The U.S. House of Representatives easily passed legislation on Thursday to tighten security screenings for Syrian and Iraqi refugees and suspend President Barack Obama's program to admit 10,000 of them in the next year, defying a White House veto threat.
The vote was 289 to 137 for the measure. The vote was largely along party lines, although dozens of Obama's fellow Democrats broke with the White House to vote for the bill.
The roll call came after White House officials visited Congress and lobbied Democrats to oppose the legislation. Dozens of them ended up joining Republicans, anyway, and supporting the measure.
The curbs would in effect suspend the entry of Syrian and Iraqi refugees into the U.S. for months or years.
Republicans said tighter restrictions are needed following last week's Paris terrorist attacks. Obama and most Democrats said the system was already safe and the U.S. shouldn't abandon its tradition of accepting refugees.However, the measure must first pass the Senate before going to President Barack Obama, who has threatened to veto the measure.
Obama is seeking to admit 10,000 Syrian refugees by September 2016.
Opposition Republicans, who hold a majority in both chambers of Congress, are calling for a "pause" in Syrian refugee admissions after the Paris attacks. The House vote drew enough support from Obama's left-leaning Democrats to potentially reach the supermajority needed to override a veto.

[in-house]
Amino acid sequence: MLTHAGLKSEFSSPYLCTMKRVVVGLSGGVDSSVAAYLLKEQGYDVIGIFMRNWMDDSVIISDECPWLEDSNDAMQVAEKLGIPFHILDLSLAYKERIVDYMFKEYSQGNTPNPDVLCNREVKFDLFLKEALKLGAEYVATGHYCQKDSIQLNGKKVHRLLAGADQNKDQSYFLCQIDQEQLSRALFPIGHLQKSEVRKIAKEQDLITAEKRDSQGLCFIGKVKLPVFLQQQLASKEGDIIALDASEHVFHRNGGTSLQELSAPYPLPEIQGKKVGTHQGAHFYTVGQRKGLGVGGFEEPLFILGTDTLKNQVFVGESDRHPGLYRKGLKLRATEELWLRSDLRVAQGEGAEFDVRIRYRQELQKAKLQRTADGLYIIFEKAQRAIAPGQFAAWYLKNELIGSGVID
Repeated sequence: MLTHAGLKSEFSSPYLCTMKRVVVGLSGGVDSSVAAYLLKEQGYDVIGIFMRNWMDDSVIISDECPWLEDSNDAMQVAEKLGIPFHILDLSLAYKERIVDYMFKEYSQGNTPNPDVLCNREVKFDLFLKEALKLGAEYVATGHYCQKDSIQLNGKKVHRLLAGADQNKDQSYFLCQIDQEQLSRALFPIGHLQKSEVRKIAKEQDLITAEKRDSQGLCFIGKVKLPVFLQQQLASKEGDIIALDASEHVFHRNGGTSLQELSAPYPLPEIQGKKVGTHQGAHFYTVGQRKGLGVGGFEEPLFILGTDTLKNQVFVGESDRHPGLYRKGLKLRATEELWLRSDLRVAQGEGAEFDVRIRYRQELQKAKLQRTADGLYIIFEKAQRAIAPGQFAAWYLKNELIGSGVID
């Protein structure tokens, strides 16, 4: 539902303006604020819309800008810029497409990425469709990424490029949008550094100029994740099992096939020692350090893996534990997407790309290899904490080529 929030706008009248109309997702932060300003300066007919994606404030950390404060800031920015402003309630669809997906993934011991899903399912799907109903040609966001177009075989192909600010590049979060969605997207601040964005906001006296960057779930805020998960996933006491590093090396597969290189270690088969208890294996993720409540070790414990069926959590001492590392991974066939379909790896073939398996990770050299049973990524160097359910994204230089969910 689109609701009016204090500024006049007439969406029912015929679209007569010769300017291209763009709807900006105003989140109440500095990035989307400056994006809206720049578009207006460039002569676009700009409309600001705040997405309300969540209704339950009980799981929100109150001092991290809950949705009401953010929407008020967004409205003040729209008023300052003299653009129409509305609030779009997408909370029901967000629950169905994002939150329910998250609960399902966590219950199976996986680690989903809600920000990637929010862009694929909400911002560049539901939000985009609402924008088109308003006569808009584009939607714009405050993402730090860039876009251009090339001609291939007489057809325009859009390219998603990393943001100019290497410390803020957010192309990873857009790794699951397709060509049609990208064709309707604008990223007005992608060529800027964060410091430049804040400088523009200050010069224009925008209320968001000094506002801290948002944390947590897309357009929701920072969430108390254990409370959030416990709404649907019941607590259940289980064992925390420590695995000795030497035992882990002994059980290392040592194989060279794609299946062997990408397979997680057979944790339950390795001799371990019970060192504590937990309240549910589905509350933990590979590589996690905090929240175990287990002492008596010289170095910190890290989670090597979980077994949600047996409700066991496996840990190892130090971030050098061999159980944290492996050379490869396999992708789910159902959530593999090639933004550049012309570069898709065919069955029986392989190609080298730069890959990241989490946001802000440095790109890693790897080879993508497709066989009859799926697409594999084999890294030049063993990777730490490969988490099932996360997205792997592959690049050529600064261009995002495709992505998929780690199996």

"If our law enforcement and intelligence community cannot verify that each and every person coming here is not a security threat, then they shouldn't be allowed in," House Speaker Paul Ryan said in a Capitol Hill press conference.
"Right now, the government can't certify these standards. So this plan pauses the programme."
Nancy Pelosi, leader of the Democratic Party's minority faction in the House, said in the chamber's floor debate that the Republican legislation "slams the door on desperate mothers and children fleeing [DAESH] unspeakable violence."
Nebraska Congressman Brad Ashford, a Democrat, voiced support on the House floor for the Republican bill, which he called "a common sense approach to address the legitimate security concerns that my constituents and the American people have expressed to me and are expressing today."
The Paris attacks were a "game-changer" that obligates the United States "to reassess our existing procedures - and that's all this bill does - for admitting and monitoring refugees from countries associated with DAESH," he said.
"This legislation does not shut down the refugee asylum process. If it did, I wouldn't support it."